Tiling window managers are all about speed, and the quickest way to tell your computer what you want it to do is from the keyboard, since it's where your fingers are already resting. This is the primary motivation behind Ratpoison, a popular tiling window manager that hopes to convince you that your mouse is dead.
However, keyboard shortcuts need you to put in some effort before you actually start saving time using them, rather than running through the documentation. And most users will agree, Ratpoison has a steep learning curve.
You even need to prove you're up to the task before you can enter the environment – at least you do if you're running Ubuntu with the GDM login manager.
After installing the Ratpoison package, you'll need to either run the window manager manually or create a 'ratpoison.desktop' file in the ''/usr/share/xsessions' directory by copying the Xterm example and changing the executable path to '/usr/bin/ratpoison' and the 'X-Ubuntu-Gettext-Domain' to 'ratpoison-session'.
After that, you'll be able to see the new option in the login window manager menu.
But you won't see anything. Ratpoison is probably the most zen-like desktop for Linux, and doesn't clutter the screen with anything that suggests it's running. You might notice a brief message telling you how to get started, but if you happen to be checking your watch at that moment, Ratpoison will look exactly like a crashed desktop – a completely empty X server.
To get from this point to usability requires keyboard shortcuts, and the bit of information you've just missed is how to see a list of the keyboard commands.
The most used shortcut in Ratpoison is Ctrl+T. This places the desktop into a mode ready to accept further keyboard commands. You could add the '?' key, for instance, to reveal the help file listing all the other keyboard shortcuts you can use, but here's our pick of the most useful ones.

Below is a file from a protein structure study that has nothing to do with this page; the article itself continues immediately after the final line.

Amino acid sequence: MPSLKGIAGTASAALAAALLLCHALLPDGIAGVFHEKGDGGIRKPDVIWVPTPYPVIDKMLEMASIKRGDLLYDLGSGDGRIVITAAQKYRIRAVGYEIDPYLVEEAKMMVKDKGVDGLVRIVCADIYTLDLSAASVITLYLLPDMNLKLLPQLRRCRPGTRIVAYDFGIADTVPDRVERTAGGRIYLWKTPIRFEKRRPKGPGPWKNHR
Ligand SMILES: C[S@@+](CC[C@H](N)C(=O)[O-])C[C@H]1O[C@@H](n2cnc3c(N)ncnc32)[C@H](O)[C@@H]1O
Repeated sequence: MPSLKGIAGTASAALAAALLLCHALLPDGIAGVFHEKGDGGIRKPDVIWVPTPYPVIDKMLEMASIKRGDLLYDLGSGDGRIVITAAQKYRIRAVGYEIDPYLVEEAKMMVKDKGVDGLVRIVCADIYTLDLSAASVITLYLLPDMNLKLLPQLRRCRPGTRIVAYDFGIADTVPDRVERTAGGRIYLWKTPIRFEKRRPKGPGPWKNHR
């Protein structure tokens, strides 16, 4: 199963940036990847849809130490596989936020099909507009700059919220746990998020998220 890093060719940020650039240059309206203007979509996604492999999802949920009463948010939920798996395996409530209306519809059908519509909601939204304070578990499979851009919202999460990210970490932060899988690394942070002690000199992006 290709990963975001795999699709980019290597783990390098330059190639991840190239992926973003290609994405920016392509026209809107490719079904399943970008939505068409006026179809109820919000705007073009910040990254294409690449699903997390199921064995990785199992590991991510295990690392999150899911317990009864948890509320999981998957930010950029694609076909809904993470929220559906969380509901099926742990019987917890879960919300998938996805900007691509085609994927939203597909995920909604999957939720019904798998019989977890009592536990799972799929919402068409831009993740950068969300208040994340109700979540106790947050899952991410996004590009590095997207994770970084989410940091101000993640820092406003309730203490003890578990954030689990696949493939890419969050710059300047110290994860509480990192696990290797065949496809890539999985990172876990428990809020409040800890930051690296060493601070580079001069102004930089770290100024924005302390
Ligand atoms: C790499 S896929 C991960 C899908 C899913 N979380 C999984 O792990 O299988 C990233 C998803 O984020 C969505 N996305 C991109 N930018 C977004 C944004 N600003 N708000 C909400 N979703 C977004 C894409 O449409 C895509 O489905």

Following Ctrl+T with 'C' will open a terminal, and from there you can launch any other applications you need. You can also replace 'C' with '!' to run a single command line.
Applications will run in full-screen mode, and they won't have any window border, meaning you can't move them with your mouse. Instead, you can use the 'N' (next) and 'P' (previous) shortcuts to switch between your running applications, although you'll also find this switches between tabs in Firefox too.
You can see which windows are open with 'W', and they'll be listed in what Ratpoison calls its status bar, which defaults to the top-right of the screen. Switch between windows and tabs by using the number that appears in the list.
All this keyboard speed might seem like an advantage, but there's currently very little tiling. At the moment, each application is running full-screen. This can be remedied with another shortcut, 'S', which will split the display horizontally, or Shift+S vertically.
The application behind the current one will then fill the space, and you can continue splitting the display in this way until you've got as many viewable applications within each section as you need. You can then switch between each section using the cursor keys, and you can resize the selected frame using 'R' followed by some judicious use of the cursor keys to expand and contract the application borders.
All the other frames will scale automatically to accommodate your changes, and and when you want to remove a frame completely from the display, use the 'Q' shortcut.
Finally, if you really want to customise how Ratpoison handles applications, you'll need to edit the configuration file, which can be found hidden in your home directory as '.ratpoisonrc'. If not, you'll need to create it.
The manual includes some excellent information on what you can accomplish here and, depending on your package installation, you should find good examples of what's possible in the installation directory. You can, for instance, create several virtual desktops for your applications, or try using what Ratpoison calls Hooks to add simple scripted behaviour to your keyboard shortcuts.
You can add shortcuts for running specific commands, and even dump and restore specific application layouts, which is useful if you want one configuration for web browsing and another for programming. But if it's customisation you're after, there's only so far Ratpoison will go. You'll need to look for an even more advanced option.